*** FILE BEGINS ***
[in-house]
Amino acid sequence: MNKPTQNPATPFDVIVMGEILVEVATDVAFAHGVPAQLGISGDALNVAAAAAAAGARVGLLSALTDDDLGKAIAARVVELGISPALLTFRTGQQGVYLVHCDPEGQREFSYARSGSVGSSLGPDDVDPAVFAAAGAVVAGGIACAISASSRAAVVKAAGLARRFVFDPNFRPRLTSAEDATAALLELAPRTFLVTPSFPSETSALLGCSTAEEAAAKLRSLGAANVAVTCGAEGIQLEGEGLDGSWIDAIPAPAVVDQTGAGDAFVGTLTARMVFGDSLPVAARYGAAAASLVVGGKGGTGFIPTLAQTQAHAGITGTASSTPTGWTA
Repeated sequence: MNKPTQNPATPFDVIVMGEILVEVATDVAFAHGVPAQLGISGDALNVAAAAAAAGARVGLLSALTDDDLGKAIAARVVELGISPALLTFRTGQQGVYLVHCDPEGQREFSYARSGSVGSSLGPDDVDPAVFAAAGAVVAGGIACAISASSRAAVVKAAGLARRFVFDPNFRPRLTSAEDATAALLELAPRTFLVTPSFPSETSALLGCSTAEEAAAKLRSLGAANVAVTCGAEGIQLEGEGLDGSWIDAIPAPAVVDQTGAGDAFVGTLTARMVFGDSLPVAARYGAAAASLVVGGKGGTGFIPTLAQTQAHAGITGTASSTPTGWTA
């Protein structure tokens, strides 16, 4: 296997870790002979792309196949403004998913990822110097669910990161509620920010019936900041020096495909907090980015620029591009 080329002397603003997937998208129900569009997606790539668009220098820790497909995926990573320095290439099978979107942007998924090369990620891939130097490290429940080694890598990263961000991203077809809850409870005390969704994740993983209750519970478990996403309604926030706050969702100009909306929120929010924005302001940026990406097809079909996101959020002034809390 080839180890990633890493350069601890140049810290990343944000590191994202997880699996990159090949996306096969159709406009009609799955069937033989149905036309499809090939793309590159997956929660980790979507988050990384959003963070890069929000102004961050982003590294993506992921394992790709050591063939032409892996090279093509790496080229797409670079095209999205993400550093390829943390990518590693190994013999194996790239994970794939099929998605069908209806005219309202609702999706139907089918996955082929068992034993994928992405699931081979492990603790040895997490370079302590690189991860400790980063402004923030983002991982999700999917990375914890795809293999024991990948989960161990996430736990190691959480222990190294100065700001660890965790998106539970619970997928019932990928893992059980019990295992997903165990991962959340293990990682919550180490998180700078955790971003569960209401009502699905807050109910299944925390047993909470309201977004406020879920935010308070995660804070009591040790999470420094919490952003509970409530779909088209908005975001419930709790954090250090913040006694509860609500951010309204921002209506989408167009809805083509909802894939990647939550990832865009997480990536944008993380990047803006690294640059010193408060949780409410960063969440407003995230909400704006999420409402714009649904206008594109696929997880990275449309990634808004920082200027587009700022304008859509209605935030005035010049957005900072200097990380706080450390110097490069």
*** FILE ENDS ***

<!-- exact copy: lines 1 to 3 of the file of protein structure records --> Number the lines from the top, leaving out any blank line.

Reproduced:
[in-house]
Amino acid sequence: MNKPTQNPATPFDVIVMGEILVEVATDVAFAHGVPAQLGISGDALNVAAAAAAAGARVGLLSALTDDDLGKAIAARVVELGISPALLTFRTGQQGVYLVHCDPEGQREFSYARSGSVGSSLGPDDVDPAVFAAAGAVVAGGIACAISASSRAAVVKAAGLARRFVFDPNFRPRLTSAEDATAALLELAPRTFLVTPSFPSETSALLGCSTAEEAAAKLRSLGAANVAVTCGAEGIQLEGEGLDGSWIDAIPAPAVVDQTGAGDAFVGTLTARMVFGDSLPVAARYGAAAASLVVGGKGGTGFIPTLAQTQAHAGITGTASSTPTGWTA
Repeated sequence: MNKPTQNPATPFDVIVMGEILVEVATDVAFAHGVPAQLGISGDALNVAAAAAAAGARVGLLSALTDDDLGKAIAARVVELGISPALLTFRTGQQGVYLVHCDPEGQREFSYARSGSVGSSLGPDDVDPAVFAAAGAVVAGGIACAISASSRAAVVKAAGLARRFVFDPNFRPRLTSAEDATAALLELAPRTFLVTPSFPSETSALLGCSTAEEAAAKLRSLGAANVAVTCGAEGIQLEGEGLDGSWIDAIPAPAVVDQTGAGDAFVGTLTARMVFGDSLPVAARYGAAAASLVVGGKGGTGFIPTLAQTQAHAGITGTASSTPTGWTA